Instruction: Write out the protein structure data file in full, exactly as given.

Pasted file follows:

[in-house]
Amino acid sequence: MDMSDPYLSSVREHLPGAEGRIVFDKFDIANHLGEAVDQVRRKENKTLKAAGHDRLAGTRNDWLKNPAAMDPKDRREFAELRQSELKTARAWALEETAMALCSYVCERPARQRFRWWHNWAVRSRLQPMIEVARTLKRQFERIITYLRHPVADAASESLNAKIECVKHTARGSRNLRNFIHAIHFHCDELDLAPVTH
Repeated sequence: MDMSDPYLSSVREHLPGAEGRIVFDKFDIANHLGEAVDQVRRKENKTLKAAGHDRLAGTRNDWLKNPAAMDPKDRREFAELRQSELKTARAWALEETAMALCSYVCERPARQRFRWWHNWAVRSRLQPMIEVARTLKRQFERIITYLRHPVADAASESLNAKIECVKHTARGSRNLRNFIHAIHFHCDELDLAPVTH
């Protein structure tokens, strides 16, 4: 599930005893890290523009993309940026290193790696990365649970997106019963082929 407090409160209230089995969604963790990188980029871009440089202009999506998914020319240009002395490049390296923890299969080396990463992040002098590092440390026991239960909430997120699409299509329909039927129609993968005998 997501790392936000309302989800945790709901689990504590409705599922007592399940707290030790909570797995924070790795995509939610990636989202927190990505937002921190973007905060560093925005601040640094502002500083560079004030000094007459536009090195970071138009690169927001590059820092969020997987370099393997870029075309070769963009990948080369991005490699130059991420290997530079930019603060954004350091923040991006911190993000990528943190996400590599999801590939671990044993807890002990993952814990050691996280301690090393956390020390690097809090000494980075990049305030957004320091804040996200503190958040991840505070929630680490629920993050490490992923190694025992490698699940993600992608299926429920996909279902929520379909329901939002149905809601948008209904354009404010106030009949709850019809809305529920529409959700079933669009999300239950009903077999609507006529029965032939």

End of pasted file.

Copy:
[in-house]
Amino acid sequence: MDMSDPYLSSVREHLPGAEGRIVFDKFDIANHLGEAVDQVRRKENKTLKAAGHDRLAGTRNDWLKNPAAMDPKDRREFAELRQSELKTARAWALEETAMALCSYVCERPARQRFRWWHNWAVRSRLQPMIEVARTLKRQFERIITYLRHPVADAASESLNAKIECVKHTARGSRNLRNFIHAIHFHCDELDLAPVTH
Repeated sequence: MDMSDPYLSSVREHLPGAEGRIVFDKFDIANHLGEAVDQVRRKENKTLKAAGHDRLAGTRNDWLKNPAAMDPKDRREFAELRQSELKTARAWALEETAMALCSYVCERPARQRFRWWHNWAVRSRLQPMIEVARTLKRQFERIITYLRHPVADAASESLNAKIECVKHTARGSRNLRNFIHAIHFHCDELDLAPVTH
């Protein structure tokens, strides 16, 4: 599930005893890290523009993309940026290193790696990365649970997106019963082929 407090409160209230089995969604963790990188980029871009440089202009999506998914020319240009002395490049390296923890299969080396990463992040002098590092440390026991239960909430997120699409299509329909039927129609993968005998 997501790392936000309302989800945790709901689990504590409705599922007592399940707290030790909570797995924070790795995509939610990636989202927190990505937002921190973007905060560093925005601040640094502002500083560079004030000094007459536009090195970071138009690169927001590059820092969020997987370099393997870029075309070769963009990948080369991005490699130059991420290997530079930019603060954004350091923040991006911190993000990528943190996400590599999801590939671990044993807890002990993952814990050691996280301690090393956390020390690097809090000494980075990049305030957004320091804040996200503190958040991840505070929630680490629920993050490490992923190694025992490698699940993600992608299926429920996909279902929520379909329901939002149905809601948008209904354009404010106030009949709850019809809305529920529409959700079933669009999300239950009903077999609507006529029965032939």